[PATCH 2/2 v2] powerpc: Enable NO_BOOTMEM

Emil Medve Emilian.Medve at Freescale.com
Thu May 8 07:26:55 EST 2014

Hello Scott,

On 05/06/2014 09:44 PM, Scott Wood wrote:
> On Tue, 2014-05-06 at 19:16 -0500, Emil Medve wrote:
>> Hello Scott,
>> On 05/06/2014 04:49 PM, Scott Wood wrote:
>>> On Tue, 2014-05-06 at 13:48 -0500, Emil Medve wrote:
>>>> Currently bootmem is just a wrapper around memblock. This gets rid of
>>>> the wrapper code just as other ARHC(es) did: x86, arm, etc.
>>>> For now only cover !NUMA systems/builds
>>>> Signed-off-by: Emil Medve <Emilian.Medve at Freescale.com>
>>>> ---
>>>> v2: Acknowledge that NUMA systems/builds are not covered by this patch
>>>>  arch/powerpc/Kconfig  | 3 +++
>>>>  arch/powerpc/mm/mem.c | 8 ++++++++
>>>>  2 files changed, 11 insertions(+)
>>>> diff --git a/arch/powerpc/Kconfig b/arch/powerpc/Kconfig
>>>> index e099899..07b164b 100644
>>>> --- a/arch/powerpc/Kconfig
>>>> +++ b/arch/powerpc/Kconfig
>>>> @@ -475,6 +475,9 @@ config SYS_SUPPORTS_HUGETLBFS
>>>>  source "mm/Kconfig"
>>>> +config NO_BOOTMEM
>>>> +	def_bool !NUMA
>>> This will allow a user to manually turn on CONFIG_NO_BOOTMEM in the
>>> presence of NUMA.  From the changelog it sounds like this is not what
>>> you intended.
>>> What are the issues with NUMA?
>> Well, I don't have access to a NUMA box/board. I could enable NUMA for a
>> !NUMA board but I'd feel better if I could actually test/debug on a
>> relevant system
> You could first test with NUMA on a non-NUMA board, and then if that
> works ask the list for help testing on NUMA hardware (and various
> non-Freescale non-NUMA hardware, for that matter).
> Is there a specific issue that would need to be addressed to make it
> work on NUMA?

Nope. Just different code/file(s)... with NUMA specific details...

>>> As is, you're not getting rid of wrapper code -- only adding ifdefs.
>> First, you're talking about the bootmem initialization wrapper code for
>> powerpc. The actual bootmem code is in include/linux/bootmem.h and
>> mm/bootmem.c. We can't remove those files as they are still used by
>> other arches. Also, the word wrapper is somewhat imprecise as in powerpc
>> land bootmem sort of runs on top of memblock
> My point was just that the changelog says "This gets rid of wrapper
> code" when it actually removes no source code, and adds configuration
> complexity.

The patch gets rid of the wrapper code, bootmem itself and arch specific
initialization, from the build/kernel image. I guess I'll re-word that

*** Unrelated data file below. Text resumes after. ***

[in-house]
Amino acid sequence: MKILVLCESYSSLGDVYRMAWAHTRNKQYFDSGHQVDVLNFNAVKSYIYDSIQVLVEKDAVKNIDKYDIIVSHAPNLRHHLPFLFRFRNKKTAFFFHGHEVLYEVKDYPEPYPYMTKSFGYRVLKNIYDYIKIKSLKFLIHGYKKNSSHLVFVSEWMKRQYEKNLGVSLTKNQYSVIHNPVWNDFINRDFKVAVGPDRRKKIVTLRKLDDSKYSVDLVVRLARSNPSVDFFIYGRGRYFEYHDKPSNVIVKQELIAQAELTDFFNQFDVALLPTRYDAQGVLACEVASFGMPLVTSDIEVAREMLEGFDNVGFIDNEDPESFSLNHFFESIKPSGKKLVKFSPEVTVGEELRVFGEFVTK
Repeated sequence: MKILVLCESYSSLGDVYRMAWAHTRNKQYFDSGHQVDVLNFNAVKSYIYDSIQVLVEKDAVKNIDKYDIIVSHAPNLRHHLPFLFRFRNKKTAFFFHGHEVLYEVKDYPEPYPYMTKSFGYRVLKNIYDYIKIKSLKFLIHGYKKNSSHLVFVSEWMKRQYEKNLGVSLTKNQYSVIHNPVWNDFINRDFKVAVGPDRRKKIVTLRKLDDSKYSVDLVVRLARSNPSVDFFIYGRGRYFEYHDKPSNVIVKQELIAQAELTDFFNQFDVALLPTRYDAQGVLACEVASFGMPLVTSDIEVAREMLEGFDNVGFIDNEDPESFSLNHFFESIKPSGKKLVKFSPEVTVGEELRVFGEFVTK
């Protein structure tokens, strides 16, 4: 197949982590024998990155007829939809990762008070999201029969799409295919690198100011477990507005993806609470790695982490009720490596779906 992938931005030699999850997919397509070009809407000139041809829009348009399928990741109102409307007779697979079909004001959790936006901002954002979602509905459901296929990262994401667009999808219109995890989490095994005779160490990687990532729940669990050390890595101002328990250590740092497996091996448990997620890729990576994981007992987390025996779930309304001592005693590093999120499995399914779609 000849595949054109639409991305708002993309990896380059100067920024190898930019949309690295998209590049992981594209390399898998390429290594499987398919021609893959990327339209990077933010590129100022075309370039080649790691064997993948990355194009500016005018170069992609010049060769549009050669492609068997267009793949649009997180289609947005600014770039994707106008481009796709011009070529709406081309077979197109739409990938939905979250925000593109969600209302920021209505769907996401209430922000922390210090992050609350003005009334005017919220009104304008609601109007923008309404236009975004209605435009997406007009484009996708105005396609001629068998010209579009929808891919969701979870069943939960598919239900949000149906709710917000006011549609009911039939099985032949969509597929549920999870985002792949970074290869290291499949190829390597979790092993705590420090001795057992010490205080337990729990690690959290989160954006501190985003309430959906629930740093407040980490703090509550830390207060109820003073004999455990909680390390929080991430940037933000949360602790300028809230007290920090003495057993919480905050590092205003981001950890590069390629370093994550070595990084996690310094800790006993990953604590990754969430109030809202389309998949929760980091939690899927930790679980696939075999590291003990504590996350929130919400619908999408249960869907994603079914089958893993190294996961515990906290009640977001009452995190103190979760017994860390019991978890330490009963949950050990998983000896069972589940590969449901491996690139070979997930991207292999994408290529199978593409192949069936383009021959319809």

so it doesn't sound so literal

>> When NO_BOOTMEM is configured the mm/nobootmem.c is used that is the
>> bootmem API actually re-implemented with memblock. The bootmem API is
>> used in various places in the arch independent code
>> This patch wants to isolate for removal the bootmem initialization code
>> for powerpc and to exclude mm/bootmem.c from being built. This being the
>> first step I didn't want to actually remove the code, so it will be easy
>> to debug if some issues crop up. Also, people that want the use the
>> bootmem code for some reason can easily do that. Once this change spends
>> some time in the tree, we can actually remove the bootmem initialization
>> code
> Is there a plausible reason someone would "want to use the bootmem
> code"?

Don't know, but as before it wasn't even possible to make a build with
NO_BOOTMEM I decided to err on the side of caution

> While the "ifdef it for a while" approach is sometimes sensible, usually
> it's better to just make the change rather than ifdef it.

I felt it was sensible in this case

> Consider what
> the code would look like if there were ifdefs for a ton of random
> changes, half of which nobody ever bothered to go back and clean up
> after the change got widespread testing.

Well, this is not a random change, but I certainly don't disagree with
the principle of what you're saying

> Why is this patch risky enough to warrant such an approach?

I don't think it's risky and we've been using it for months on various
SoC(s)/boards. Just didn't want to be very abrupt in removing the option
of using bootmem

> Shouldn't boot-time issues be pretty obvious?

Gross errors should be obvious. But the devil is in the details, and
even tough I've debugged/compared the memory layout/allocations with
bootmem and memblock only, I'm prepared to admit I might have missed
something (especially in the first patch of the sequence)


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